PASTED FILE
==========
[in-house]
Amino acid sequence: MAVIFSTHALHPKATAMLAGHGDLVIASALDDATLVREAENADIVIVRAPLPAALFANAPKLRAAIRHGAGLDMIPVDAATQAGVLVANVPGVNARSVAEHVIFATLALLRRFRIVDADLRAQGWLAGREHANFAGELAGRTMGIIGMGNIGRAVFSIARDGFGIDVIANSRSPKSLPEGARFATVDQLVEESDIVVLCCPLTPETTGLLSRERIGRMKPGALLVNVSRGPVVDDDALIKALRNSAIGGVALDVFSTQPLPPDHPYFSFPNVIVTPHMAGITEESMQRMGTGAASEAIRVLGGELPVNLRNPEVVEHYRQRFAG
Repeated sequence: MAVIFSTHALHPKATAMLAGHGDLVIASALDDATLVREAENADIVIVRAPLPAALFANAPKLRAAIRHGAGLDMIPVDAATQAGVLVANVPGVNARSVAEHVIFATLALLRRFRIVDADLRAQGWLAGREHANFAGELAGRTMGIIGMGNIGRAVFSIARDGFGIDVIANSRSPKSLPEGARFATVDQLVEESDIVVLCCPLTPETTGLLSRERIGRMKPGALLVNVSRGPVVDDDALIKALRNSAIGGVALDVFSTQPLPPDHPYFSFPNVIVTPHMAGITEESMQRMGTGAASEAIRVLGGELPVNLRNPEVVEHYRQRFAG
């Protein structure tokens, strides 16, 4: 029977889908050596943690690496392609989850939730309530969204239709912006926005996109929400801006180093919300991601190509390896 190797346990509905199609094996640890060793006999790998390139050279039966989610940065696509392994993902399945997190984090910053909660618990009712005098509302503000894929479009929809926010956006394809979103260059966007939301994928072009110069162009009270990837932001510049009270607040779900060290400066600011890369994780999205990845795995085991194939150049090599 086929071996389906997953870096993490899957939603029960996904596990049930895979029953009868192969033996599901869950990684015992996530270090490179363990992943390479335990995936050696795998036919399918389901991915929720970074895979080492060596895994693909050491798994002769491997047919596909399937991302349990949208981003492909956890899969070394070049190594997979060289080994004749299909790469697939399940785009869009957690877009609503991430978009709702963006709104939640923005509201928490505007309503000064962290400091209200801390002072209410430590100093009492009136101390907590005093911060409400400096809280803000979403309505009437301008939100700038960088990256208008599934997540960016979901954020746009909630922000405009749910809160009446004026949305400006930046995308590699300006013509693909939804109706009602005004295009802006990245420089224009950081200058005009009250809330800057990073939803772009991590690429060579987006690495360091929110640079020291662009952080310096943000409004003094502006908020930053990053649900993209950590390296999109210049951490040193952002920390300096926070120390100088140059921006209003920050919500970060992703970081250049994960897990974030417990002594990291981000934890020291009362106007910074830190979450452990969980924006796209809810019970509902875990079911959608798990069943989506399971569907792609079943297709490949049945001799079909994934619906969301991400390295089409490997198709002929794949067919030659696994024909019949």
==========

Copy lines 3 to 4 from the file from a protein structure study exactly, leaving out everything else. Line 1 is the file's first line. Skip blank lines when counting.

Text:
Repeated sequence: MAVIFSTHALHPKATAMLAGHGDLVIASALDDATLVREAENADIVIVRAPLPAALFANAPKLRAAIRHGAGLDMIPVDAATQAGVLVANVPGVNARSVAEHVIFATLALLRRFRIVDADLRAQGWLAGREHANFAGELAGRTMGIIGMGNIGRAVFSIARDGFGIDVIANSRSPKSLPEGARFATVDQLVEESDIVVLCCPLTPETTGLLSRERIGRMKPGALLVNVSRGPVVDDDALIKALRNSAIGGVALDVFSTQPLPPDHPYFSFPNVIVTPHMAGITEESMQRMGTGAASEAIRVLGGELPVNLRNPEVVEHYRQRFAG
């Protein structure tokens, strides 16, 4: 029977889908050596943690690496392609989850939730309530969204239709912006926005996109929400801006180093919300991601190509390896 190797346990509905199609094996640890060793006999790998390139050279039966989610940065696509392994993902399945997190984090910053909660618990009712005098509302503000894929479009929809926010956006394809979103260059966007939301994928072009110069162009009270990837932001510049009270607040779900060290400066600011890369994780999205990845795995085991194939150049090599 086929071996389906997953870096993490899957939603029960996904596990049930895979029953009868192969033996599901869950990684015992996530270090490179363990992943390479335990995936050696795998036919399918389901991915929720970074895979080492060596895994693909050491798994002769491997047919596909399937991302349990949208981003492909956890899969070394070049190594997979060289080994004749299909790469697939399940785009869009957690877009609503991430978009709702963006709104939640923005509201928490505007309503000064962290400091209200801390002072209410430590100093009492009136101390907590005093911060409400400096809280803000979403309505009437301008939100700038960088990256208008599934997540960016979901954020746009909630922000405009749910809160009446004026949305400006930046995308590699300006013509693909939804109706009602005004295009802006990245420089224009950081200058005009009250809330800057990073939803772009991590690429060579987006690495360091929110640079020291662009952080310096943000409004003094502006908020930053990053649900993209950590390296999109210049951490040193952002920390300096926070120390100088140059921006209003920050919500970060992703970081250049994960897990974030417990002594990291981000934890020291009362106007910074830190979450452990969980924006796209809810019970509902875990079911959608798990069943989506399971569907792609079943297709490949049945001799079909994934619906969301991400390295089409490997198709002929794949067919030659696994024909019949």